Scientists draw conclusions about the properties and movements of plasma in galaxies by studying the shape of magnetic lines. The analysis of the radiation of galaxies at radio frequencies is performed using the largest radio telescopes in the world: the one hundred-meter giant in Effelsberg (Germany) and large networks of radio telescopes in India and in the United States. The research is carried out in cooperation with the MaxPlanck Institut für Radioastronomie in Bonn, Ruhr Universität Bochum, Université de Strasbourg, Observatoire de Paris- Meudon and Columbia University.

In spiral galaxies, the "filings" from the experiment described above would show the presence of twisted magnetic lines that look like spirals. This is a result of the co-called dynamo process, controlled by the rotation of the galaxy. It amplifies and arranges the magnetic fields, giving the form to magnetic lines described above.

However, there is a whole class of irregularly shaped galaxies that rotate ten times slower than spiral galaxies. Even just a few years ago it was believed that the magnetic dynamo process cannot exist in such conditions and that such objects are devoid of magnetic fields. However, the research team at the Jagiellonian University, while observing one of the slowly rotating, irregular galaxies using a network of 27 antennas in the United States, made a surprising discovery: the metaphorical "filings" still show the existence of a spirally arranged magnetic field, which is strong enough to control interstellar plasma in this galaxy. "This led to the necessity of developing new theories of the evolution of galactic magnetism, and we are actively participating in this process," added Professor Urbanik.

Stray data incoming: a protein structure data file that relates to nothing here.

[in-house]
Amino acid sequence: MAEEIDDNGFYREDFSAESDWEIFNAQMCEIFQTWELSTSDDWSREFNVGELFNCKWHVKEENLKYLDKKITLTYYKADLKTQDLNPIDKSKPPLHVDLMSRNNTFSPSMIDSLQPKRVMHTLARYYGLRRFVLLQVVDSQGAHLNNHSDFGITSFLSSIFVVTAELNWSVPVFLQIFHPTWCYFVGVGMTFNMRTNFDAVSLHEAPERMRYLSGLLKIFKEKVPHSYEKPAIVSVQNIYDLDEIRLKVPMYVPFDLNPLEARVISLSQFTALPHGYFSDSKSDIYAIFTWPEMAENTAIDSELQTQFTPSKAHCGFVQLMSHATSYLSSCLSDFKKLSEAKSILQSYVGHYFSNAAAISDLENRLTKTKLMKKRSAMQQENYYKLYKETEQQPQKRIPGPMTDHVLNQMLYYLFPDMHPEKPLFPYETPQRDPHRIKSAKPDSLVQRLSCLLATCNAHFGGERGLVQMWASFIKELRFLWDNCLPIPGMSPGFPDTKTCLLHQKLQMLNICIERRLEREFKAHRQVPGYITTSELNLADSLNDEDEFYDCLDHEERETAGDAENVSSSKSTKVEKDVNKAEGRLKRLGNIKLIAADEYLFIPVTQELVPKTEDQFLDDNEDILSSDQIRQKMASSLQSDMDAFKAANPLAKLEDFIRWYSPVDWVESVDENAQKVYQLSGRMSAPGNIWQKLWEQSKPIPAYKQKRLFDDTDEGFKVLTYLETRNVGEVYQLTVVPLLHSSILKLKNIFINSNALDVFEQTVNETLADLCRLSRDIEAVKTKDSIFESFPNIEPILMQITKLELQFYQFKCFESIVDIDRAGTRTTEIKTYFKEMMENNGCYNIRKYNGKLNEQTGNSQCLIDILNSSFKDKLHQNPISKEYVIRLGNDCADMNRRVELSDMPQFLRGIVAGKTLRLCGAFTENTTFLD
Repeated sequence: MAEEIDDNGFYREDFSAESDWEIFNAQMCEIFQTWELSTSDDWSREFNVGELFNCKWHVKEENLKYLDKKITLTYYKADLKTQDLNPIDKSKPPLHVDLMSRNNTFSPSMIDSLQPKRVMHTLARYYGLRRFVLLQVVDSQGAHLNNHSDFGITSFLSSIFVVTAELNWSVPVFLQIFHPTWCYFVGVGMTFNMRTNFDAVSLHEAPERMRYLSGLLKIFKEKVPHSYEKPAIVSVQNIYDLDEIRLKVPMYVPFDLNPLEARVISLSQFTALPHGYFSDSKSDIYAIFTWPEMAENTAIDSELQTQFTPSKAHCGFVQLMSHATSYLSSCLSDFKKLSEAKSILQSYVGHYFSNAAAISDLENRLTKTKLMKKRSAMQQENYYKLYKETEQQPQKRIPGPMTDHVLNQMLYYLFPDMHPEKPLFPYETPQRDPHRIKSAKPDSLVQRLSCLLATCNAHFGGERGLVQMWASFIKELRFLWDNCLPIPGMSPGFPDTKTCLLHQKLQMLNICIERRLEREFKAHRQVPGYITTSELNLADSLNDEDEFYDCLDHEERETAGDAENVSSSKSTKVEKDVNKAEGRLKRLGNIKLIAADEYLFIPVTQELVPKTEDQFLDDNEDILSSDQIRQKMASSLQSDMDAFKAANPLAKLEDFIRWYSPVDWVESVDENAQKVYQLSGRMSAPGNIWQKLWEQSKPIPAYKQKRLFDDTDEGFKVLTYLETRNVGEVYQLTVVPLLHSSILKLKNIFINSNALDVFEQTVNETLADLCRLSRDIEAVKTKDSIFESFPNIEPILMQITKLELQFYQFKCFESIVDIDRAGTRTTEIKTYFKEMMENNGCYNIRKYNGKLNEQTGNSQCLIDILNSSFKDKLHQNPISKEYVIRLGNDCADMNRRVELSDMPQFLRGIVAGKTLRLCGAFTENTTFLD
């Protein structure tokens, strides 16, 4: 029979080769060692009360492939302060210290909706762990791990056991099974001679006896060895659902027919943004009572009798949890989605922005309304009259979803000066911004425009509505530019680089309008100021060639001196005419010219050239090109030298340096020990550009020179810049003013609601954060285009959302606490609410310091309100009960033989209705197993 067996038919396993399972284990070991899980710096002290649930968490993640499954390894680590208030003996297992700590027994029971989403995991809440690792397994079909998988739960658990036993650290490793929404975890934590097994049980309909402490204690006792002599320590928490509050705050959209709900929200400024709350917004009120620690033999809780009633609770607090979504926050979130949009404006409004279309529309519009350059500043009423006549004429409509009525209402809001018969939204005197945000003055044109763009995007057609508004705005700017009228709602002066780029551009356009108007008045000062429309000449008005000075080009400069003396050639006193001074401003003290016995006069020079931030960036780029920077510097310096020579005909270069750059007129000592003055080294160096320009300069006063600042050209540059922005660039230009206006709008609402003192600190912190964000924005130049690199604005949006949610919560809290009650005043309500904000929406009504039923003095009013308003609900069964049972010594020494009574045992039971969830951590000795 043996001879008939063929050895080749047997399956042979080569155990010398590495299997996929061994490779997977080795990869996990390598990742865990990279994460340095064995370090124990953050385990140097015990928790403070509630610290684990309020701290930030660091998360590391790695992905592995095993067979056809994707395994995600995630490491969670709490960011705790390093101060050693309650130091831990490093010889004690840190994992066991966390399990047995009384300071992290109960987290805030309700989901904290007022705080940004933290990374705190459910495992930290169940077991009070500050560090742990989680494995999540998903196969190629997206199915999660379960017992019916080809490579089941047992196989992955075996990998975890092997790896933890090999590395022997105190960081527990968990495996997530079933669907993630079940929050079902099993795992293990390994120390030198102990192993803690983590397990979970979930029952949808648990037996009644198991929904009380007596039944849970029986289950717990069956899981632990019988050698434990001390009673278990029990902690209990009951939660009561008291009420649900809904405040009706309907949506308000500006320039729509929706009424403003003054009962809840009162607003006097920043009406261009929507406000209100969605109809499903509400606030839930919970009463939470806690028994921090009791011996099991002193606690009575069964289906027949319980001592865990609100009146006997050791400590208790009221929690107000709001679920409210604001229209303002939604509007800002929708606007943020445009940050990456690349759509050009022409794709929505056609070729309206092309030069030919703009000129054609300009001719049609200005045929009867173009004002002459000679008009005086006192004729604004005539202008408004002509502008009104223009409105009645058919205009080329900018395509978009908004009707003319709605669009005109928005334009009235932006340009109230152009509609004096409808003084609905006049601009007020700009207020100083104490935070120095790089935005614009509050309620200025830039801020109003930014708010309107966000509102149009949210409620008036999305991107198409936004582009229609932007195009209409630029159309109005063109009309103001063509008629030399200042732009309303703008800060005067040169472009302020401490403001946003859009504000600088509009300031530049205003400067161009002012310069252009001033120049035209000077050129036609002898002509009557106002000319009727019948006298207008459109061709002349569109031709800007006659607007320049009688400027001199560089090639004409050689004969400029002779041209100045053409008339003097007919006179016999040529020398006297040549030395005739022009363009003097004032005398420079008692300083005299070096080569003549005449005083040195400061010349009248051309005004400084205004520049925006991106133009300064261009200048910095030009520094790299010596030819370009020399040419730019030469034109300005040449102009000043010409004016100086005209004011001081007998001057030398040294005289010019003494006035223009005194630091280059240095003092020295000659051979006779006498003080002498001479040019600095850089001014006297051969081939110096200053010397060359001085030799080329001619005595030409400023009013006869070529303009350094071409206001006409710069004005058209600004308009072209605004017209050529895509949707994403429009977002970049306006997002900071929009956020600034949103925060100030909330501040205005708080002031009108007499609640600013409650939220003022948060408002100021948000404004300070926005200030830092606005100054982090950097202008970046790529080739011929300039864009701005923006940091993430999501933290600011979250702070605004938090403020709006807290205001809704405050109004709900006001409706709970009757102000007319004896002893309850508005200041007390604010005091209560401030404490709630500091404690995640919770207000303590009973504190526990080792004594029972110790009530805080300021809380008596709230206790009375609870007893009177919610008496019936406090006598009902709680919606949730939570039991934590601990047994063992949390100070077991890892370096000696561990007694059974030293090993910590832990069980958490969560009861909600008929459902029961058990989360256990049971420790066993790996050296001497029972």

Irregular galaxy NGC 4449. The image in visible light (so-called Hα line)
is shown in red. White lines: this is how iron filings would be arranged
if only we could strew them across the galaxy. Longer lines mean
more orderly magnetic fields.

Magnetic analysis of galaxies